A light-hearted discussion about cats and dogs this week led Simi Dhawan to question what drives behaviour and to what extent we should believe the statistics we are told.
Would you say that you are a dog person or a cat person? Common belief has it (or what I’m possibly more inclined to refer to as “semi-pseudo social philosophy”) that an individual either prefers one or the other – rarely both, as reflected in their personality.
It was a recent conversation with work colleagues over the weekend that led to this issue being raised wherein it was concluded that I was the latter following my inarguable mini-obsession with a colleague’s pet cats…….or rather, giant cats of the Maine Coon kind. For those of you unfamiliar with this breed, a short synopsis is that they originated in Maine, North America and are renowned for growing larger in size than your average domestic cat, characterised also by longer coats and a bushier tail. I include an exemplary picture below:
I have to say that whilst I do rather like oversized furry felines, I was reluctant to dismiss my love of dogs based on this very factorial – I happen to like a range of dogs – varying from those which are furry and oversized (think Samoid as pictured on the left below), to the downright so-awkward-they’re-cute “Sausage Dog” types (as pictured on the right)!
But questions which ransacked my brain did leave me wondering where these facts, beliefs or indeed myths really stem from. Are they actually rooted in any truth?
In a frenzied quest to curb my curiosity, I ran a quick internet search to see if I could find out whether my colleagues were right about my social disposition, carrying out a short “Pet Personality” quiz online at the following location: http://quiz.ivillage.com/home/tests/catdog.htm. After some rather banal questioning which commenced by asking me about my preference for a “Perfect Friday Night” (of which the possible tick box choices differentiated the socialites who enjoy “a wild night out” from the less extreme independent impartial persons who “prefer a quiet night in with a book” (original, eh?), the quiz concluded that I was indeed, a “Cat Person”, with the following personality traits:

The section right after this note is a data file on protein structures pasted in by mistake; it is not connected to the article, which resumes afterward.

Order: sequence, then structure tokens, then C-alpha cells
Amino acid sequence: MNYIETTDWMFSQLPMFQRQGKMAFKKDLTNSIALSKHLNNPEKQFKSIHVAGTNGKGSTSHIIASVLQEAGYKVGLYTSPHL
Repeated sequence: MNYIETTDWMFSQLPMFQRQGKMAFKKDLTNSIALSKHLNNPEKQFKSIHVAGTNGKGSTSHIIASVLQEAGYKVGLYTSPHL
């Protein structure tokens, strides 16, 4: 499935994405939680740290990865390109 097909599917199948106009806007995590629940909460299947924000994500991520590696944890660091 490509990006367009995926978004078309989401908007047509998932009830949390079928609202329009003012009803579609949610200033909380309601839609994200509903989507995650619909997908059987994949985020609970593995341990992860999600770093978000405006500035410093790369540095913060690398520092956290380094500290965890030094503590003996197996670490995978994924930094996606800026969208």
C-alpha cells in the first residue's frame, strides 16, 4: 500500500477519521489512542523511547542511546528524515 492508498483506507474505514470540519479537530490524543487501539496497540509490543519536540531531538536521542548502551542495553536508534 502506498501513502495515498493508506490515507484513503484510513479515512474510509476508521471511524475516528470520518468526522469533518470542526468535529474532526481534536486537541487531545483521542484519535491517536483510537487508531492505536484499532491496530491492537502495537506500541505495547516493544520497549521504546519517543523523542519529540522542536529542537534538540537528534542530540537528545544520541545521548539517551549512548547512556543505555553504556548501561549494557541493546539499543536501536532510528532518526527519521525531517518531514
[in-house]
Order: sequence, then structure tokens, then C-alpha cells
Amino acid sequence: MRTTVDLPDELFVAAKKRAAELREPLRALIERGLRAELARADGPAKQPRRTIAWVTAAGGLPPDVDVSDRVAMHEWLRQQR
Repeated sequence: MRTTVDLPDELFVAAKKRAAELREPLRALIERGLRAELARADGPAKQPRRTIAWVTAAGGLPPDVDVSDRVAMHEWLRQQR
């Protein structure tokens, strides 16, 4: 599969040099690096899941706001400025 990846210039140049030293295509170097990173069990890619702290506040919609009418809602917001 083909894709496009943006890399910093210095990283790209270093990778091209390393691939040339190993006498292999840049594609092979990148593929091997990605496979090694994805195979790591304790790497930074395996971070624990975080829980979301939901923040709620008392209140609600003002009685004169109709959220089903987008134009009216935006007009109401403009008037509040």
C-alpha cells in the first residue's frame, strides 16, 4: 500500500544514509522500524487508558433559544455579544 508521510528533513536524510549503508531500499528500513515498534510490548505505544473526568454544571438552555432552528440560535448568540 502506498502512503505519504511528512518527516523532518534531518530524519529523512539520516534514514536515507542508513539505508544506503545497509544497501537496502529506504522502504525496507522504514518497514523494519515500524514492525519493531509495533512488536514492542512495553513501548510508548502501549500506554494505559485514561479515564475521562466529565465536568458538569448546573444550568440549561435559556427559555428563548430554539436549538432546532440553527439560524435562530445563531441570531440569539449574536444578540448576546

“As a cat person, you approach life with thoughtfulness. You are self-aware and have close friends who will be there for life. The subtleties and mysteries of the world intrigue you. Your ideal Friday night is good conversation or a movie you can’t figure out the ending to. Your take-charge attitude sometimes meets with conflict, but you always surpass expectations when it comes to your work. You value intelligence, grace and independence, which is why a feline friend is best for you”.
Crumbs. My colleagues were right. However, having the typical Cat Personality trait of being intrigued by world mysteries (I would argue true in specific cases!), I decided that I wanted to dig deeper into how public opinions are formulated.
As a starting point (and whilst continuing on with this captivating “Cat” theme), I recall a colleague at the aforementioned gathering discussing the popular TV series “8 Out Of 10 Cats”. A majority will have probably heard of this, but for those who haven’t, the programme is centred on quizzing teams of celebrity respondents about various opinion poll findings and statistics. The title of the show was famously derived from a Whiskas Cat Food campaign which claimed that 8 Out Of 10 Cats prefer Whiskas. Whilst this campaign was one of the first to adopt this style – triggering others to do the same, the inevitable question “overlooked” is ‘What on Earth are these cats / cat owners comparing Whiskas to and saying they prefer it over?’ Is it another cat food product? Is it a multitude of cat food products? Is it something other than cat food such as Heinz Baked Beans (in which case, no contest really!)? What exactly is it?
It is a common underpin of opinion polls used in advertising to state a loose statistic completely out of context, which excludes the comparative element that would allow it to make logical sense! We shouldn’t have to wait too long in an evening before any such campaign graces (or plagues!) our television screens. Yesterday evening, for example, I was informed that 9 out of 10 people with sensitive teeth do nothing about it (thanks Sensodyne Toothpaste) and that 9 out of 10 women would recommend the new “falsies” mascara range to a friend (thanks Maybelline). But in what context has this data been derived? Is this plausible data which has virtuously reached a conclusion from a fair and objective series of questions whereby respondents were introduced to a number of competitor products, or are we, the consumer, being led into a false sense of security by a set of makeshift claims? In other words, are these findings drawn from designing a study that is biased from the start, intending to flog us a “credible” product backed up by statistics?